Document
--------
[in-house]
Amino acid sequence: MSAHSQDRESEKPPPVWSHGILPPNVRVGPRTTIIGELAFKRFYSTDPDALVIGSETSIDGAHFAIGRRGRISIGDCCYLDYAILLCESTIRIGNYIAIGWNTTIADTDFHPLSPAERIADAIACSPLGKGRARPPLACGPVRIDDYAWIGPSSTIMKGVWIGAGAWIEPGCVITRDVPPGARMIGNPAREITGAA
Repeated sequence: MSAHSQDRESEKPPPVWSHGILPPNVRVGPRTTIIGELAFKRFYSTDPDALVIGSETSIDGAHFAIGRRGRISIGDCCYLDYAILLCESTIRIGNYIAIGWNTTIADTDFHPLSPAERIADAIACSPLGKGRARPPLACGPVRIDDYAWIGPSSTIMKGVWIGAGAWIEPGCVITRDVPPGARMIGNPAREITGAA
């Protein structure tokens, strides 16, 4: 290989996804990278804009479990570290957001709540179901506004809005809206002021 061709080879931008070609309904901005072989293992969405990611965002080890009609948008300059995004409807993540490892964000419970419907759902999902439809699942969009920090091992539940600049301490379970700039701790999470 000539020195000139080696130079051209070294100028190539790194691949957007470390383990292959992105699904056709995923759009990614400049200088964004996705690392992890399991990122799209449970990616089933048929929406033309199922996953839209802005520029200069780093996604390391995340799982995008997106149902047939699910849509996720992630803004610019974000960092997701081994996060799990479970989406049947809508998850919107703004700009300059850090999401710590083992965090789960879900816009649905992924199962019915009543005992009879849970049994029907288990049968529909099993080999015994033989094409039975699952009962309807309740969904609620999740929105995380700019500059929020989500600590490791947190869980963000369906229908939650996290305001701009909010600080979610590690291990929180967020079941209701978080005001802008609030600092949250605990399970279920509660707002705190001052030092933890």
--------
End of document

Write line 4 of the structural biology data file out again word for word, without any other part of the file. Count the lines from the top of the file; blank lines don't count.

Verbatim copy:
């Protein structure tokens, strides 16, 4: 290989996804990278804009479990570290957001709540179901506004809005809206002021 061709080879931008070609309904901005072989293992969405990611965002080890009609948008300059995004409807993540490892964000419970419907759902999902439809699942969009920090091992539940600049301490379970700039701790999470 000539020195000139080696130079051209070294100028190539790194691949957007470390383990292959992105699904056709995923759009990614400049200088964004996705690392992890399991990122799209449970990616089933048929929406033309199922996953839209802005520029200069780093996604390391995340799982995008997106149902047939699910849509996720992630803004610019974000960092997701081994996060799990479970989406049947809508998850919107703004700009300059850090999401710590083992965090789960879900816009649905992924199962019915009543005992009879849970049994029907288990049968529909099993080999015994033989094409039975699952009962309807309740969904609620999740929105995380700019500059929020989500600590490791947190869980963000369906229908939650996290305001701009909010600080979610590690291990929180967020079941209701978080005001802008609030600092949250605990399970279920509660707002705190001052030092933890």